Clegg bubble boosts Brown

The Sun gloats over Brown trailing after the debate.

THE General Election was turned on its head tonight when the Lib Dems pushed Labour into THIRD place following the historic leaders’ telly debate. Nick Clegg – boosted by a convincing victory in Thursday’s showdown – saw his party leap eight points to 30 per cent. The sensational YouGov poll for The Sun had David Cameron’s Tories still in the lead on 33 per cent. But Gordon Brown’s ailing Labour Party was in disarray, relegated to a dismal 28 per cent.

What the Sun didn’t say.. From the UK Polling Report

On a uniform swing these figures would leave Labour the largest party, despite being in third place. The Lib Dems would have around about 100 seats. In reality though, it’s almost impossible to say how this would translate into an election result

And Peter Riddell in the Times confirms..

Peter Riddell….

the upside in terms of seats is limited. The Lib Dems’ current poll rating of 20 per cent would give them 51 seats. Raising that to 24 per cent would give them 75 seats However, if both Labour and the Lib Dems had 27 per cent of the vote, against 34 per cent for the Tories, Mr Clegg would still have only 86 MPs, against 261 for Mr Brown and 272 for Mr Cameron. Again the Tories would be the main losers. Only if the Lib Dems leapfrog Labour and win 30 per cent, against 26 per cent, will Mr Clegg have more than 100 MPs and make serious inroads into Mr Brown’s ranks

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  • Cynic2

    …and on the You Gov poll Mr Clegg has done just that

    But it will be short lived and benefit the Tories . Once voters realise that a vote for the Lib Dems means a raft of barking and policies including adopting the Euro at this time, they will vote Tory

  • Sammy Morse

    You are assuming a Uniform National Swing here, Brian. It was that Uniform National Swing that saw the Alliance in 1983 return only a tenth the number of MPs as Labour despite polling over 90% of their vote share. However, 1983 was a long time ago and much has changed.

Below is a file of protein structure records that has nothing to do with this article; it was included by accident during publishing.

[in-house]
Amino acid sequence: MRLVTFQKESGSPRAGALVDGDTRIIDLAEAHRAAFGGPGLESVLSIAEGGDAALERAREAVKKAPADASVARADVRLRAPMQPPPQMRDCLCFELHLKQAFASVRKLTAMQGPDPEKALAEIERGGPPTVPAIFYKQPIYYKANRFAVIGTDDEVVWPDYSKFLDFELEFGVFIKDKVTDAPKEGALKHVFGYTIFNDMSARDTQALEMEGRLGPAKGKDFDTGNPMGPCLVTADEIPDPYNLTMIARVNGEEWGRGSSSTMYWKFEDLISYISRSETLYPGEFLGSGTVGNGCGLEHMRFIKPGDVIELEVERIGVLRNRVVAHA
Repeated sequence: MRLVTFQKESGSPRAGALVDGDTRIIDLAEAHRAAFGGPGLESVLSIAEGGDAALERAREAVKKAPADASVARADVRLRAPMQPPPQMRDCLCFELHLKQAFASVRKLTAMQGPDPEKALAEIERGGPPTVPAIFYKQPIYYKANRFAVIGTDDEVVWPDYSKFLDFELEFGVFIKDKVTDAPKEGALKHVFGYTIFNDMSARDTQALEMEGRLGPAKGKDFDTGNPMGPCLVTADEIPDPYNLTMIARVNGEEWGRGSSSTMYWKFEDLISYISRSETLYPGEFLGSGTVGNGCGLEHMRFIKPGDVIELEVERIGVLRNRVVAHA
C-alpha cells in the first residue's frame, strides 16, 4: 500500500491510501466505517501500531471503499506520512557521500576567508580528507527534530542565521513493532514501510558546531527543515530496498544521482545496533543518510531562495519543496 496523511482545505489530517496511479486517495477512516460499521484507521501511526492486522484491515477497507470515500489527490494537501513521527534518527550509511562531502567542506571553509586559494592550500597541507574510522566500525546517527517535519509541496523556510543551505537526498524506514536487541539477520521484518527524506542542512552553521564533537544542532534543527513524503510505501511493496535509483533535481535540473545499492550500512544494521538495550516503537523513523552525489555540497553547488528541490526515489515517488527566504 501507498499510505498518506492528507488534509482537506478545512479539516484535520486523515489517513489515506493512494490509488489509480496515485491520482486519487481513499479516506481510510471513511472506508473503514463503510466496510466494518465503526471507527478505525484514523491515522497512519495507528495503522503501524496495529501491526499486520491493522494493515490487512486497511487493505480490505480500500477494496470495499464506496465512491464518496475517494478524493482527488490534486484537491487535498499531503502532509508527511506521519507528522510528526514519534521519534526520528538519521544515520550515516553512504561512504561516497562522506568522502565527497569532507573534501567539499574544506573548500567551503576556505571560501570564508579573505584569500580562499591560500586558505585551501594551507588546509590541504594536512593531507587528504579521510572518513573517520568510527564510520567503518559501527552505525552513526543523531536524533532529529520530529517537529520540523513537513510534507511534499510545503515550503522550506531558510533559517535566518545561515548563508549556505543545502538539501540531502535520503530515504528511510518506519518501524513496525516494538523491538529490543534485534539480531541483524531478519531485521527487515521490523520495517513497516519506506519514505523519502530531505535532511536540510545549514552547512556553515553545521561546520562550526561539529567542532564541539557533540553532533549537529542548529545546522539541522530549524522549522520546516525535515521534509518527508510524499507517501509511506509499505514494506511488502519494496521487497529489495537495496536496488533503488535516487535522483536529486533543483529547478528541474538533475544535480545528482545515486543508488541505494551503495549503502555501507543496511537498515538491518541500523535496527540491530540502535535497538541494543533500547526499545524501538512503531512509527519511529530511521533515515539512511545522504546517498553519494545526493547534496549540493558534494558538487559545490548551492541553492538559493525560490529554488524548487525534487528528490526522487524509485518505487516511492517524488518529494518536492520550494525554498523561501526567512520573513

First of all, the LibDems have become much better at turning votes into seats.

    Secondly, trust funding has to some degree evened up the resource disadvantage the Lib Dems have with the two biggest parties.

    Thirdly, the Alliance surge in 1983 happened at the same time as a Tory surge. Alliance overtook Labour in many seats but the Tories moved even further ahead and won them. This election is starting to deliver a Labour collapse (especially in southern England) along with, at best, a rather flaccid Tory boost, and a record vote minor parties, especially for right-wing splinter parties. Every UKIP vote in Eastbourne, say, makes it easier for the LibDems to take one against the head from the Tories in a town with a lot of poverty that belies its genteel image.

    If this poll is more than a blip and holds through the second debate, money, literature and phone banking resource will be turned on a host of second-tier target seats, especially from Labour. Most of these seats are dominated by the LibDems at council level anyway, so have an election-winning infrastructure in a way their equivalents did not in 1983. About 10% of the electorate in England consistently vote LibDem in local elections but Labour in General Elections, and that segment of the electorate is concentrated in about four dozen strong LibDem council areas.

    If the LibDems can harness half of that on the back of a credibility boost, they would be well into the 100s in terms of seats won on a 30% vote share. I am not privy to any LibDem targeting decisions, but I would imagine if canvass data and national polling figures are showing, say, Liverpool Wavertree is in the bag, resources will be poured into Garston and Halewood or St. Helen’s South. If City of Durham looks in the bag, Newcastle-upon-Tyne North will have a surge of HQ interest, if Islington South and Hampstead and Kilburn both look in the bag, resources will be piled into Holborn and St. Pancras, etc., etc.